“I definitely used to put more focus on live shows as a vehicle of promotion,” said Trey. “But the Internet is so much more efficient and really the only option considering.
“I learned my lesson on physically producing albums when you’re a DIY band. We still have 800 copies of JJWM sitting in my parents’ basement. They like to remind me of that.”
Romantic has exceeded Trey’s expectations since its release on August 30. “The reception has been really, really cool to see. I knew some friends would listen, and some family members would buy it.”
“A few people who really like my solo stuff complain about Ski Lift because it is very different,” said Abby, “but ‘solo piano songs are boring’ according to Trey, and as much as I hate to admit it, I think he’s kind of right. I think people like the Romantic EP for the most part. At least I hope they do.”
So what’s next? Despite the Internet, is a band with its members eight hours apart viable?
“Right now,” Trey said, “I’m just reaching out to literally any music blog that’ll listen – just trying to get it out there. Then we’ll have to do a full-length [album] within the next year or so. We just have to write it.
“If we toured, it’d have to fall under my vacation time,” (all of three weeks) “and I can’t burn that all on touring.
“I make a very sustainable living right now, and I work in an industry that doesn’t look too kindly to taking a few years off. And the way the music industry is right now, it’s not really feasible for a mid-level musician to make a living… The market is so oversaturated that musicians have been haggled down to giving their product away…It’s just how it is, so I try to be realistic.
“Monetarily speaking, there’s no middle class in the music industry anymore. It’s kind of like a third world country: you have very few super rich – rapping about yachts or singing about glitter – and then you have the thousands and thousands of super poor.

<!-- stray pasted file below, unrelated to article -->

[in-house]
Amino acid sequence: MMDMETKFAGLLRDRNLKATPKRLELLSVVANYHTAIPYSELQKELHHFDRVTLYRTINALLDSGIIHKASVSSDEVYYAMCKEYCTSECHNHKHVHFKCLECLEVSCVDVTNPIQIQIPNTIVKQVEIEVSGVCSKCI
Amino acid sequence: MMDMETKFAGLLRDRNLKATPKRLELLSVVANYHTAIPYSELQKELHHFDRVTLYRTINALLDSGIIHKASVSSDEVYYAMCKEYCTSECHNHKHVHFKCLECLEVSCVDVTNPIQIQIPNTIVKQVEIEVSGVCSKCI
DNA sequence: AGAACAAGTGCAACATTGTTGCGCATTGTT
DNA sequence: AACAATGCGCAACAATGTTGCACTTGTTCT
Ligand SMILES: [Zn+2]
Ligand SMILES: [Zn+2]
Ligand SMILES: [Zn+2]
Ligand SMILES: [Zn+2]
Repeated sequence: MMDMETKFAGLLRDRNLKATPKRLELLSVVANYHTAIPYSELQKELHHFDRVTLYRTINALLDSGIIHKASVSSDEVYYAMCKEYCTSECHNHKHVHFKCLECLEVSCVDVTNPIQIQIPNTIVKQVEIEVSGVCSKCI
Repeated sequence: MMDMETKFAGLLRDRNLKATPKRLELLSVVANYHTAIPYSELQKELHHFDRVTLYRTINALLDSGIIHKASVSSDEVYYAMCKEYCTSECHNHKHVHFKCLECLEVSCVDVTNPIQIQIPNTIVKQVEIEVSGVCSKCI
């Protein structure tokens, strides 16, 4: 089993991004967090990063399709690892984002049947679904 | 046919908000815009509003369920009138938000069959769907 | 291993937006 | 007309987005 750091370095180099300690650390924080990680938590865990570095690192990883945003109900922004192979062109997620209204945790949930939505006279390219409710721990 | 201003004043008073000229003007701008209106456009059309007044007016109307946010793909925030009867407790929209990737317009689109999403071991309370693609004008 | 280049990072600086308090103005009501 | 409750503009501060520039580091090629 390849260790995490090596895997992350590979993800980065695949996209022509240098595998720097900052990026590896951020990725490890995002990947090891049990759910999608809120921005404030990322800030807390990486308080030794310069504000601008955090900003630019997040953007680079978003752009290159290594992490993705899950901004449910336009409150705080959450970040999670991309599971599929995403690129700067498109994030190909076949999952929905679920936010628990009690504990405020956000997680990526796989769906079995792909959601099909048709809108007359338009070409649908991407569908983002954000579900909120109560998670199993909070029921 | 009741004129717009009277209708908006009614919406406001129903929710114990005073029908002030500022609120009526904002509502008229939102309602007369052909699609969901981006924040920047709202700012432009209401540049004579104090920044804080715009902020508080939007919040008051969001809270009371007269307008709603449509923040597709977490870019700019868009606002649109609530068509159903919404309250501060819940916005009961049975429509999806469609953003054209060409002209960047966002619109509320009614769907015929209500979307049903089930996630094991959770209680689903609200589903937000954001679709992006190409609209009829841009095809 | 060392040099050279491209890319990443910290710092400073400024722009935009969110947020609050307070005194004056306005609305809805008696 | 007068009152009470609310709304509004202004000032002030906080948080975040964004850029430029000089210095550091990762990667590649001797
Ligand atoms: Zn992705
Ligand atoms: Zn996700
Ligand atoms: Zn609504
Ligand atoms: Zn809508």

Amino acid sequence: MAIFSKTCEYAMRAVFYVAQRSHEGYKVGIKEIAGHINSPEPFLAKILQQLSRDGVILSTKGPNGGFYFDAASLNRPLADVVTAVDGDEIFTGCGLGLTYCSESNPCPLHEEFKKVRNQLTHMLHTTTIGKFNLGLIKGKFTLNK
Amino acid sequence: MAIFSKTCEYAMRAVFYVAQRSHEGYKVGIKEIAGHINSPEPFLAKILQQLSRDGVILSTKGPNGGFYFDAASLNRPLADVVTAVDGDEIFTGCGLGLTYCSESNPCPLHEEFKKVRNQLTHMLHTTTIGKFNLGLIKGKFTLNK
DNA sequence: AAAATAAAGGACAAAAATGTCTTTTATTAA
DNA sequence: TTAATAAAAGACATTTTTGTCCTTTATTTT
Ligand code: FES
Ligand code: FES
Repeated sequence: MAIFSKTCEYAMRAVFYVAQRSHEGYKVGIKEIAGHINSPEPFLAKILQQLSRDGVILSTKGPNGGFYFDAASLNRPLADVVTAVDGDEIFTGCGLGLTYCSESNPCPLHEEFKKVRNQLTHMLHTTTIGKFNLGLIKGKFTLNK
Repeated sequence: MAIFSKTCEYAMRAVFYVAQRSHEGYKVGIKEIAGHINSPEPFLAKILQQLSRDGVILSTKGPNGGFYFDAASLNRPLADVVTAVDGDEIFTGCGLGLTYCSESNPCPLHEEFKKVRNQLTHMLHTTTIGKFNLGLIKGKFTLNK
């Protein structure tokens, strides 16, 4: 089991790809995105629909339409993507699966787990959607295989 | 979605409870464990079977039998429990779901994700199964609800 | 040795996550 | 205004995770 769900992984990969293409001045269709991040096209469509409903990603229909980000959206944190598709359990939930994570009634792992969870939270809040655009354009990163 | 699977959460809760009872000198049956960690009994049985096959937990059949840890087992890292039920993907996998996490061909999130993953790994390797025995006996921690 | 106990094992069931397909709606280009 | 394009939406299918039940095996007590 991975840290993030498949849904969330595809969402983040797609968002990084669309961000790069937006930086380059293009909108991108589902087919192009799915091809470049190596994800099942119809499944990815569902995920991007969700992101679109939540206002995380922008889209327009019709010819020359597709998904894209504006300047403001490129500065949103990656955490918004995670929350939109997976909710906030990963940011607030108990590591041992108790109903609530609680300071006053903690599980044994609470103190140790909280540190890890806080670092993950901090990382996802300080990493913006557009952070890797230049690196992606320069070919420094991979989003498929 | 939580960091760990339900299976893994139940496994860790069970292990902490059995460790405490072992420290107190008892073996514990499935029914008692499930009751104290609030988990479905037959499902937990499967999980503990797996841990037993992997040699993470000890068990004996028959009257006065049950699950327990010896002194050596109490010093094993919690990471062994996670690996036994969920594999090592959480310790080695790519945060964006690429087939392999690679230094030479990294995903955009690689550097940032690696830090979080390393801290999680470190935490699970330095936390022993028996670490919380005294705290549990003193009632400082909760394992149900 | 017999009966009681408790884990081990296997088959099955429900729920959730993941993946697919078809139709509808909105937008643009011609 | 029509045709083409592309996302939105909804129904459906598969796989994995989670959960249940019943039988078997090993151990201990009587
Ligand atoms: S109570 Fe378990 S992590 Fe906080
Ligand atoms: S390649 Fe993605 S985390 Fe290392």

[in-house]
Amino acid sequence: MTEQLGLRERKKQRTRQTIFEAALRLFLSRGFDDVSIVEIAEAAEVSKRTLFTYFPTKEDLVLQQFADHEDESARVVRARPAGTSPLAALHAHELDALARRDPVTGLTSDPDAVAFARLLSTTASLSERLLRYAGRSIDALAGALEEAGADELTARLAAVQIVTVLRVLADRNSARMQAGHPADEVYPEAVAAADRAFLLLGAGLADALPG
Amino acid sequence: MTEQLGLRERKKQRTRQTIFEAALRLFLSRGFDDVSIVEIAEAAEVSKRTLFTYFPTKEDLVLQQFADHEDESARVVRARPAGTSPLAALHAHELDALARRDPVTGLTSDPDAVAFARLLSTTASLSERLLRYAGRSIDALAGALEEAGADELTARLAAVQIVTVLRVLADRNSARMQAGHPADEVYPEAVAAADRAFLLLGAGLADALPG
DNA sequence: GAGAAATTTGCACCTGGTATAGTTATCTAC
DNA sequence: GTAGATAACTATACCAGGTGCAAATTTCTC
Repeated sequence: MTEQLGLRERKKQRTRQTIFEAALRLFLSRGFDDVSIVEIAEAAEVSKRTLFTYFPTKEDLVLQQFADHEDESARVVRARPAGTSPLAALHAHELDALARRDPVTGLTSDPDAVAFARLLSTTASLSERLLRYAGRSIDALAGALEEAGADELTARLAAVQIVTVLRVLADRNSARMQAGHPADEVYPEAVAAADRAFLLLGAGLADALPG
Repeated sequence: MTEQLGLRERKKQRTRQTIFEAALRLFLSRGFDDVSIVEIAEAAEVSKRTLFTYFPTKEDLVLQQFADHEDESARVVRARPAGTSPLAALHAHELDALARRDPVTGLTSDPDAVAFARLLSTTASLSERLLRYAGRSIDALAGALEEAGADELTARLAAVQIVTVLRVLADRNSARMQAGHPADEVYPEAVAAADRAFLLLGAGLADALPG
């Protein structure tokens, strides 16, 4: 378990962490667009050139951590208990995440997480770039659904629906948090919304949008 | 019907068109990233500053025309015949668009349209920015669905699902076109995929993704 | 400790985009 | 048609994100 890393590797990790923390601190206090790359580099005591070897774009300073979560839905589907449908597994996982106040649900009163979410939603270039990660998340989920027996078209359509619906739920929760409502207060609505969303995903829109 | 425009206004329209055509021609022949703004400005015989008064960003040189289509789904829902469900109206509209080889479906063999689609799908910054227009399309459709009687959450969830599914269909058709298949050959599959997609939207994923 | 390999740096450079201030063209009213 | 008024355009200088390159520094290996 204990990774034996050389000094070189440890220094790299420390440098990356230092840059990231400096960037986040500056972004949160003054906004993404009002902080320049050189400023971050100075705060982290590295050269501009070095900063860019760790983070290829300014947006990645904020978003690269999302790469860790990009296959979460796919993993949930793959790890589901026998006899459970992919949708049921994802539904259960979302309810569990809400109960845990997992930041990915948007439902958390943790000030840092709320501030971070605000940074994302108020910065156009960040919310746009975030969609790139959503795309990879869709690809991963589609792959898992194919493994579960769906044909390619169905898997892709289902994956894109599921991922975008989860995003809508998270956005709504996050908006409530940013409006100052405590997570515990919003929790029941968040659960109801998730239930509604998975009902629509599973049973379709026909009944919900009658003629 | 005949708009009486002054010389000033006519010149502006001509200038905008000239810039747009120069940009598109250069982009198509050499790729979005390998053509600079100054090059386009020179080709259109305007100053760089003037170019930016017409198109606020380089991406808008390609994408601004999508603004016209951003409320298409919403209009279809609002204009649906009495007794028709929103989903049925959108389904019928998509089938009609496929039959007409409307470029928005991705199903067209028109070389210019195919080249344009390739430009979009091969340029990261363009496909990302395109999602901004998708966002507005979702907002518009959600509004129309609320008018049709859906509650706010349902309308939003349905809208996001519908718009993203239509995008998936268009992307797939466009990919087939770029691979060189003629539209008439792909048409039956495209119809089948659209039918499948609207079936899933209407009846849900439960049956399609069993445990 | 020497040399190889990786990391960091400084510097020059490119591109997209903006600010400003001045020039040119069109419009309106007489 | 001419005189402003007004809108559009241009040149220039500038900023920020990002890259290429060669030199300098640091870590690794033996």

“I love making music a whole, whole lot, so I’m going to continue making it. But I’m not going to put myself in a position where I’m not sure I can afford my next grocery trip, you know?”
So why keep going?
“[Music has] been pretty much the only hobby I’ve ever felt confident in. I wasn’t good at sports or video games, or like, building model planes. So the result is as unhealthy music obsession. It’s my indulgent release. Some people eat a carton of Ben & Jerry’s when they’re stressed or down. I pick at the guitar and twist knobs on a pedal.”
Abby is the same. “Honestly, performing solo isn’t very much fun, and neither is writing solo stuff. It’s just something I can’t not do. I know that’s an annoying and pretentious thing to say, but if I didn’t write songs and play them, I would be even more insane than I already am.”
(I wrote this article for an assignment for my Journalism class. Trey and Abby are super friendly, so you should definately definatley take a listen)
(Did I mention you can download “Give it Up” and “Romantic” for free?)